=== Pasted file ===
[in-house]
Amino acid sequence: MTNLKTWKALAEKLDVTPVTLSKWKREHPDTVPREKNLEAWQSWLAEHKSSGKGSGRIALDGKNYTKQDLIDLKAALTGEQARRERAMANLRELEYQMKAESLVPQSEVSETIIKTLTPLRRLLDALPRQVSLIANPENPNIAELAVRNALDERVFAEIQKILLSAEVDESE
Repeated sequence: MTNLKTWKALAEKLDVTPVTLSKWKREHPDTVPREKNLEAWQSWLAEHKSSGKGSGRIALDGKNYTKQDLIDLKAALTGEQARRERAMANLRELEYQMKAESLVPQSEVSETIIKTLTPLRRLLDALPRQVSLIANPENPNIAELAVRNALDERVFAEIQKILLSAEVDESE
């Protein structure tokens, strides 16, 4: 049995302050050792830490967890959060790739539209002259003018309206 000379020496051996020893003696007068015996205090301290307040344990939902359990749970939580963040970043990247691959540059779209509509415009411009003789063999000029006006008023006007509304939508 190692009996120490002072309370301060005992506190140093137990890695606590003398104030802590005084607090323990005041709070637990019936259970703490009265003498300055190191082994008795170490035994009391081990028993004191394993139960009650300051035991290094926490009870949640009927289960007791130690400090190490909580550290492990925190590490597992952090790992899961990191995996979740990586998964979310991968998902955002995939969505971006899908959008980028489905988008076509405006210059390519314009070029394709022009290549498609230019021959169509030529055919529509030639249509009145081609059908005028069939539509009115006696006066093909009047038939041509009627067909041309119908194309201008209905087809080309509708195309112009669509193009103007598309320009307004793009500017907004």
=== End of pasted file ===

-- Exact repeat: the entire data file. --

[in-house]
Amino acid sequence: MTNLKTWKALAEKLDVTPVTLSKWKREHPDTVPREKNLEAWQSWLAEHKSSGKGSGRIALDGKNYTKQDLIDLKAALTGEQARRERAMANLRELEYQMKAESLVPQSEVSETIIKTLTPLRRLLDALPRQVSLIANPENPNIAELAVRNALDERVFAEIQKILLSAEVDESE
Repeated sequence: MTNLKTWKALAEKLDVTPVTLSKWKREHPDTVPREKNLEAWQSWLAEHKSSGKGSGRIALDGKNYTKQDLIDLKAALTGEQARRERAMANLRELEYQMKAESLVPQSEVSETIIKTLTPLRRLLDALPRQVSLIANPENPNIAELAVRNALDERVFAEIQKILLSAEVDESE
């Protein structure tokens, strides 16, 4: 049995302050050792830490967890959060790739539209002259003018309206 000379020496051996020893003696007068015996205090301290307040344990939902359990749970939580963040970043990247691959540059779209509509415009411009003789063999000029006006008023006007509304939508 190692009996120490002072309370301060005992506190140093137990890695606590003398104030802590005084607090323990005041709070637990019936259970703490009265003498300055190191082994008795170490035994009391081990028993004191394993139960009650300051035991290094926490009870949640009927289960007791130690400090190490909580550290492990925190590490597992952090790992899961990191995996979740990586998964979310991968998902955002995939969505971006899908959008980028489905988008076509405006210059390519314009070029394709022009290549498609230019021959169509030529055919529509030639249509009145081609059908005028069939539509009115006696006066093909009047038939041509009627067909041309119908194309201008209905087809080309509708195309112009669509193009103007598309320009307004793009500017907004």